Living fast and dying young – a tribute to Peter Kinski




By Neil Patrick

I have a dream
To move in a forward motion
'Till I see the shape of my life
Start turning

(Lyric from 'Something to Live and Breathe By'. By James Maker and Peter Kinski. EMI Records, 1991)


Every now and then something happens in our lives which causes us to reflect, to take stock, to be grateful for what we have. This post is a requiem for one of my oldest friends. A story of how our career choices kept us apart but our love of music always brought us back together. It’s about friendship, fate, choices, commitment and rock and roll. It’s also a series of musical snapshots between 1975 and 2016. Forty years of my memories of how music made me feel.

There’s a lot of talk about the merits of following your passion, vs. doing what we are told. And you don’t get much greater opposites than banking and rock and roll. It's easy to be passionate about music. It's almost impossible to be passionate about banking.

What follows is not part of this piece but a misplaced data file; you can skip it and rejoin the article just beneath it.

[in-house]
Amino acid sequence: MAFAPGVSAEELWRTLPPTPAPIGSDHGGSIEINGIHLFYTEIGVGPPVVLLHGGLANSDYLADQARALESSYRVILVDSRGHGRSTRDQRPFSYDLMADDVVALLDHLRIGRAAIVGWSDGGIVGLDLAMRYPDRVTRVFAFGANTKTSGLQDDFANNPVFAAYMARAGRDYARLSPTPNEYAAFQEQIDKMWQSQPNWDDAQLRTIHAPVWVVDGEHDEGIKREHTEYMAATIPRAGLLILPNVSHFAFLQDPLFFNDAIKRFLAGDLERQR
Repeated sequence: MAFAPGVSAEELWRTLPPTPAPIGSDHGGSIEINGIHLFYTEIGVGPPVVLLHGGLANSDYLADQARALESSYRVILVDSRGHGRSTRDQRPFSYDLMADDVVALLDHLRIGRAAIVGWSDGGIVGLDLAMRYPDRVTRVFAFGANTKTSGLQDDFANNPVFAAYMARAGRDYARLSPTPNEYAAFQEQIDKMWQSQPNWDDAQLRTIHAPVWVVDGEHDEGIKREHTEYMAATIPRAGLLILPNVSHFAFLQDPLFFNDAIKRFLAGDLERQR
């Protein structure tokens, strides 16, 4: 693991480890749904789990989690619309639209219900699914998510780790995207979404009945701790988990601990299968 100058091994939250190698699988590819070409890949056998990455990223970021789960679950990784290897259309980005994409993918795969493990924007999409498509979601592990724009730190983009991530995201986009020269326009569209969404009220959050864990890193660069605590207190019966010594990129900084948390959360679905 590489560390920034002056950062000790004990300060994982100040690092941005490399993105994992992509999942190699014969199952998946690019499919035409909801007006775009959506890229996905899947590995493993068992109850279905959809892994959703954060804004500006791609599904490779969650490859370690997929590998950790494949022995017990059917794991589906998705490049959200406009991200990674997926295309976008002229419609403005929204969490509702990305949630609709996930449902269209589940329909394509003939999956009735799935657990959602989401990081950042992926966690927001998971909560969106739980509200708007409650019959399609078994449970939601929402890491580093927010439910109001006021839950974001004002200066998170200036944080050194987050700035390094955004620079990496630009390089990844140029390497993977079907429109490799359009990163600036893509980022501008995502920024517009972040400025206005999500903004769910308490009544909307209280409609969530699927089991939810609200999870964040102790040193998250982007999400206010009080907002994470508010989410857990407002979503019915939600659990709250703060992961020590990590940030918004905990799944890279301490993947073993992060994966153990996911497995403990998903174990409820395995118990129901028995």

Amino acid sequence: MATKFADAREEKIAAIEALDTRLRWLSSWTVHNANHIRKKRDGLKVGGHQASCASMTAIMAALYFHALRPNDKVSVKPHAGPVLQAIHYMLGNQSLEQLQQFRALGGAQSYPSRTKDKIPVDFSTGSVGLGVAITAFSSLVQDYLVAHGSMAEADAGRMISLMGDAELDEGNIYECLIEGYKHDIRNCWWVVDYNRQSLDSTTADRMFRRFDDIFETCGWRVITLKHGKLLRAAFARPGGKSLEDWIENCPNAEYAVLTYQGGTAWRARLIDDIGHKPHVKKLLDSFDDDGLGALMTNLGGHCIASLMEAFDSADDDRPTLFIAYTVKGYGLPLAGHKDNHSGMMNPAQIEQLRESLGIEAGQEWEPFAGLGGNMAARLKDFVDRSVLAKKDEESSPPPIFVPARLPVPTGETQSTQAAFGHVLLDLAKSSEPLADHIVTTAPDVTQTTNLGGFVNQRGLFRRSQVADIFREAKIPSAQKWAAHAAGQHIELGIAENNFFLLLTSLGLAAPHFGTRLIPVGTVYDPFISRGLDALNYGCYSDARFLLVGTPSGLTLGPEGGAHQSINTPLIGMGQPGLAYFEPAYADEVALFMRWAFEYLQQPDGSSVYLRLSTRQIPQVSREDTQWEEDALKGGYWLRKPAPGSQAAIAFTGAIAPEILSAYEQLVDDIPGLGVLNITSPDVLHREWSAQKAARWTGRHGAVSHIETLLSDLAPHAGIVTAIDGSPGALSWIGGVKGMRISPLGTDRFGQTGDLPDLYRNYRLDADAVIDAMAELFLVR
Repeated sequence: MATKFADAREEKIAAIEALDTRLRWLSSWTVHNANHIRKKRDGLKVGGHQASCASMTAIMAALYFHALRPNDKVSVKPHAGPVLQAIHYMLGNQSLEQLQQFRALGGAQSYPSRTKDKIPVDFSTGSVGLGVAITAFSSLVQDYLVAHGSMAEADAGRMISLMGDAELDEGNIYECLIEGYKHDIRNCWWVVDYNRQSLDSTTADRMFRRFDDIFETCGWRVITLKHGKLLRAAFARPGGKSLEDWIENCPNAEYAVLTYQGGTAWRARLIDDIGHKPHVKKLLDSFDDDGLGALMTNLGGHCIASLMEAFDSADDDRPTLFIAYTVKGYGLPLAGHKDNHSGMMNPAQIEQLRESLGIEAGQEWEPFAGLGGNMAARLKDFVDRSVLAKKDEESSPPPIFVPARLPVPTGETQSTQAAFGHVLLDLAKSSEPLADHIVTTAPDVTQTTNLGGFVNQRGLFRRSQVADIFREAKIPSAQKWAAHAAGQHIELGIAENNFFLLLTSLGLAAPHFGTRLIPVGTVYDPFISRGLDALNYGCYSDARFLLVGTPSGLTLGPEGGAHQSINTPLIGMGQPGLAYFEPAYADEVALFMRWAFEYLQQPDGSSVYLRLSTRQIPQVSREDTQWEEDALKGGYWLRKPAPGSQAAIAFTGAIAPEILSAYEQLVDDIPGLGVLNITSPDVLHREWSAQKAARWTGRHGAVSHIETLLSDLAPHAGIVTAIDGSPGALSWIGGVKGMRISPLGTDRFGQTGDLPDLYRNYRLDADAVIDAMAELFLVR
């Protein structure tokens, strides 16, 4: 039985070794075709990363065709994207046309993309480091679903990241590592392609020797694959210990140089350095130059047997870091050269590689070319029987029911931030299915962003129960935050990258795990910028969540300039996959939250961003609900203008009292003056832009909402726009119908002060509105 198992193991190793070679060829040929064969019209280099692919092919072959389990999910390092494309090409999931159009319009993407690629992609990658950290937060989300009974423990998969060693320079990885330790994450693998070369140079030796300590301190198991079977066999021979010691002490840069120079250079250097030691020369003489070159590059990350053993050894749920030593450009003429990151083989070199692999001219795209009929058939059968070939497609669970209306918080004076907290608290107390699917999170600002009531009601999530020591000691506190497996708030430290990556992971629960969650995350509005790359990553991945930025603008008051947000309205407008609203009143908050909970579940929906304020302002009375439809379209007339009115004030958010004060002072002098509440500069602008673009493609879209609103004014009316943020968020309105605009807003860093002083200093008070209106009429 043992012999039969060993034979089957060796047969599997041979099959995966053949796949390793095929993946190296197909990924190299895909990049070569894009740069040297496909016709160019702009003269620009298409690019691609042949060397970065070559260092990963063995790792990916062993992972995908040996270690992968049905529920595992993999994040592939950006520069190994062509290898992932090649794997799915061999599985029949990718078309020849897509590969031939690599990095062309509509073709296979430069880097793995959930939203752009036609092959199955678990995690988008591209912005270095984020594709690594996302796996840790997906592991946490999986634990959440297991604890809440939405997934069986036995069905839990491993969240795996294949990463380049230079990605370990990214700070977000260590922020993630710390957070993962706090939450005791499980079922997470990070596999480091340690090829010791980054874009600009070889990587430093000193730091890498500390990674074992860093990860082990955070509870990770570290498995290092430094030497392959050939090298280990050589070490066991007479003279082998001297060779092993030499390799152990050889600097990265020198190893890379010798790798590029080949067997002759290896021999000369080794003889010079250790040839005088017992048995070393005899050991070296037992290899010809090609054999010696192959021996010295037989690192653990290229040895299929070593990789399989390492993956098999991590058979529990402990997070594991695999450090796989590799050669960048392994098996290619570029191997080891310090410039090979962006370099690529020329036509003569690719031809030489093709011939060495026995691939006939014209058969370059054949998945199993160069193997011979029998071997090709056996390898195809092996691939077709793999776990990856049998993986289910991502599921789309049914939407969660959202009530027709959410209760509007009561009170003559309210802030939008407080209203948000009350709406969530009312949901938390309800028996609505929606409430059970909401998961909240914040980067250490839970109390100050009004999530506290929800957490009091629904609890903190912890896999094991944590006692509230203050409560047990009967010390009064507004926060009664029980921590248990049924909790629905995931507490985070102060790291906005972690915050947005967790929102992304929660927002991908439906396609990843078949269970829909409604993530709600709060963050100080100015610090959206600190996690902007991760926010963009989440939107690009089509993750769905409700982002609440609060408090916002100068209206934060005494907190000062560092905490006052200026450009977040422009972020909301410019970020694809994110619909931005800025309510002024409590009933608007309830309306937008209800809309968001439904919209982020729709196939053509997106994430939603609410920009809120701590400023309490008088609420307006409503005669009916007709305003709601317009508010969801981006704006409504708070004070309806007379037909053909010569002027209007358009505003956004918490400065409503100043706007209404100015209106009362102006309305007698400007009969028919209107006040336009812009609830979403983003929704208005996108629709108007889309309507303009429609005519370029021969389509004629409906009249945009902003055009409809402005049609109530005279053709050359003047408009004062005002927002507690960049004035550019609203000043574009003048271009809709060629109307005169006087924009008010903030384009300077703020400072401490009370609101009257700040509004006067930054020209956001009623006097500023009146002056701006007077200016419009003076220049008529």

My friend was a great artist, musician and a rebel to the end. I was mostly an obedient servant of whatever master dominated my life at the time. I doubt he ever envied me. But I often looked at him with admiration.


1975: School Daze

31 October 1975: Queen's "Bohemian Rhapsody" is released. It goes to No.1 for 9 weeks becoming the biggest-selling non-Charity single in UK history. I am furiously banging my head to the outro years before this same act becomes the most memorable clip from the movie, Wayne’s World.

I used the money from my Saturday job working on a fruit and veg stall in the local market to buy Queen’s fourth album, A Night at the Opera. I had been a fan since buying their first album in 1973. I absolutely loved Brian May’s storming rock tracks, but felt a bit queasy listening to the delicate and artsy musings of Freddie Mercury.

At the same time, I met Pete when his family moved to my town and he turned up at my school.